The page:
A Nightmare On Elm Street
Director: Samuel Bayer
Starring: Jackie Earle Haley, Rooney Mara, Kyle Gallner, Katie Cassidy, Thomas Dekker, Connie Britton, Clancy Brown, Kellan Lutz
Why are you screaming? I haven't even cut you yet.
After Michael Myers, then Jason Voorhees, a remake of Freddy Krueger was inevitable. And of course it would be the unfavorable Platinum Dunes who would take the helm. I'm not a hater of Platinum Dunes, I just don't think their "slick polished with no substance" stuff doesn't work near as often as they'd like it to. But, as I said before, a clean slate and modern effects could give Freddy an unlimited sort of lift for his visual landscape. The question would be whether they would have the talent to pull this sort of thing off.
Samuel Bayer was brought in to direct. For some reason, the guy was THE choice for telling this story. It was his feature film directorial debut. He was most known for his music videos including "Smells Like Teen Spirit" (Yeah, during this movie you can tell he directed it). Bayer reportedly turned down Platinum Dunes multiple times before agreeing to take the reigns. So basically you have a guy who's like "Fine, I'll f***ing do it, leave me alone already!" as the force behind a reinventing a beloved horror property. And its also his first production. This movie is off to a hot start from the get go.
Casting Freddy Krueger is the biggest deal of any of the big horror icons. He's not just a goon, Krueger is a full on performance. And there's big shoes to fill as Robert England was so synonymous with the villain that many felt he almost should have just laid rest. But, in Hollywood anyone and everyone can be recast. Jackie Earle Haley was the man to take on the role and everyone seemed to think that was a pretty solid choice. I had heard rumblings that Bayer shot some test footage with Kevin Bacon as Krueger prior to fully getting the production moving...and maybe its hindsight, but to me that's a more interesting and better choice.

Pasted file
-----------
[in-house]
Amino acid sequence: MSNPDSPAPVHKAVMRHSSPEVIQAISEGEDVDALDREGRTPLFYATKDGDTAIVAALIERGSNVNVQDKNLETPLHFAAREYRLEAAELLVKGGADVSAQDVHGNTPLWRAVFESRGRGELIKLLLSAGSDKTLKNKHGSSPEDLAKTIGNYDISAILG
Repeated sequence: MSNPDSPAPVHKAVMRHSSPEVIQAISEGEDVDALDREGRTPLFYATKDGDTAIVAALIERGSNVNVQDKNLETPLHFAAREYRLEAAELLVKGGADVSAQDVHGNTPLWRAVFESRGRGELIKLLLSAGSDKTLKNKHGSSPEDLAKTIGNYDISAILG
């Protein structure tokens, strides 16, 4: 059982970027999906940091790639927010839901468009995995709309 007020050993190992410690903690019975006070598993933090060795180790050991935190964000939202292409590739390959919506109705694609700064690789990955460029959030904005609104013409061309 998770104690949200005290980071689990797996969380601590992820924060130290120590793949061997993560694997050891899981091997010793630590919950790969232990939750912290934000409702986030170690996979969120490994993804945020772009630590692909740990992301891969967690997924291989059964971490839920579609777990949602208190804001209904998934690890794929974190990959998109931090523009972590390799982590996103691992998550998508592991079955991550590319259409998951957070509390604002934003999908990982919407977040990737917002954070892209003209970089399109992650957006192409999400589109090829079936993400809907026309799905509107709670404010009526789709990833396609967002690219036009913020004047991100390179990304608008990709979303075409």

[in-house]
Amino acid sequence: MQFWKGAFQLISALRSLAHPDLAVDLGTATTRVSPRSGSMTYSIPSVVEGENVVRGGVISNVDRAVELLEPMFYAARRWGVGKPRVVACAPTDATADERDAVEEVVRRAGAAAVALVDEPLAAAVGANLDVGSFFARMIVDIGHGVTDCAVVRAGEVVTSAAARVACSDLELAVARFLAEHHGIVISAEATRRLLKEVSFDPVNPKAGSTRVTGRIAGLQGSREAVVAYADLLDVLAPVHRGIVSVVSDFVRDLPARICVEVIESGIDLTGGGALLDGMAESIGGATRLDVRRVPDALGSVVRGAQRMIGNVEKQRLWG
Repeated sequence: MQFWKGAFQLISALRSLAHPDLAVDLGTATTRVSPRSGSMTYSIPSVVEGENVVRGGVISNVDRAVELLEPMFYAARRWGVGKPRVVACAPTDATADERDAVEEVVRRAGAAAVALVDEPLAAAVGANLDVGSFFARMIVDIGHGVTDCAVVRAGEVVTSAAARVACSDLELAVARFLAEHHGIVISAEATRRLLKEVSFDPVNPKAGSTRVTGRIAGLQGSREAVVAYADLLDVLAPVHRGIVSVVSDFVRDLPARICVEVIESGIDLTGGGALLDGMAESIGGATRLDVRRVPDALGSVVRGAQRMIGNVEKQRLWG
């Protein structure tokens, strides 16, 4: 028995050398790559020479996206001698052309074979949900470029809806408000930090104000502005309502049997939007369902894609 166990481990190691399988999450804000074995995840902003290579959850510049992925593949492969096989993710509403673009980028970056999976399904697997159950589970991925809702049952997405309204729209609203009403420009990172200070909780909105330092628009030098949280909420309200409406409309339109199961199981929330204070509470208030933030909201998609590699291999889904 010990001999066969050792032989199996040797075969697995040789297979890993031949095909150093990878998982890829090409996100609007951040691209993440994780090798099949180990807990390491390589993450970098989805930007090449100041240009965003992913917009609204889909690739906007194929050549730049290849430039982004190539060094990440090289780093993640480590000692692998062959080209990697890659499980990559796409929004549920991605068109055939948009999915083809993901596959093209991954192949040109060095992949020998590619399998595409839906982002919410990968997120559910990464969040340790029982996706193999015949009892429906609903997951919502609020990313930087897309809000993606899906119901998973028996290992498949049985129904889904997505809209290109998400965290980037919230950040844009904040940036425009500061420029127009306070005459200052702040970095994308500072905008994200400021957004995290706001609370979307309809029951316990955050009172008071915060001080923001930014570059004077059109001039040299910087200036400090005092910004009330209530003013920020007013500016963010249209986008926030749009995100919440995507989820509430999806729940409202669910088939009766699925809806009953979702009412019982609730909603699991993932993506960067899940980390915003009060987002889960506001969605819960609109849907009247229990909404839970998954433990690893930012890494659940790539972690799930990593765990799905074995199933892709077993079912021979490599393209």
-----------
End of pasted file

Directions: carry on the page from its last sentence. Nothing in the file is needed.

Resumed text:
A Nightmare On Elm Street redux wound up being a pretty troubled production. Taking one look at the trailer, you'll see that there are many scenes that you'll notice aren't in the final product. There looks to be a pool party featuring Kellan Lutz that isn't present in the film. HBO also had one of those "Inside Look" type of specials that ran during promotion of the film that featured some footage as well. If you have the disc, you'll also see there's an alternate take on the climax of the film that had to have been shot and then decided to be redone. While I don't think the film would be much improved, I'm still very curious to see what the original cut of the movie looked like.
This new Elm Street starts out with a pretty solid opening sequence. I really like the whole diner sequence and the way the dream is portrayed. The best part is where you see the conscious world aspect of it and it looks like a crazy man committing suicide. Kellan Lutz death with the knife is also pretty groovy too. With this direction early on in this opening kill, it felt like this might be a decent and new trek down Elm Street. But alas, this would be about the best this movie really would get for its 95 minute runtime.
Bayer's film ends up being mostly an inferior remake to the original and less of an original idea in its own right. Embarrassingly being shown up by the 1984 film in the visual effects department at many points. Seriously, the part where Freddy comes through the wall over Nancy's bed looks absolutely TERRIBLE in this film. Most of the nods and story ventures that go back to the original film feel very forced and awkward when put in this film as if they have no place. Names of characters are changed, and for no reason as most of them are exact replicas of the ones in the original.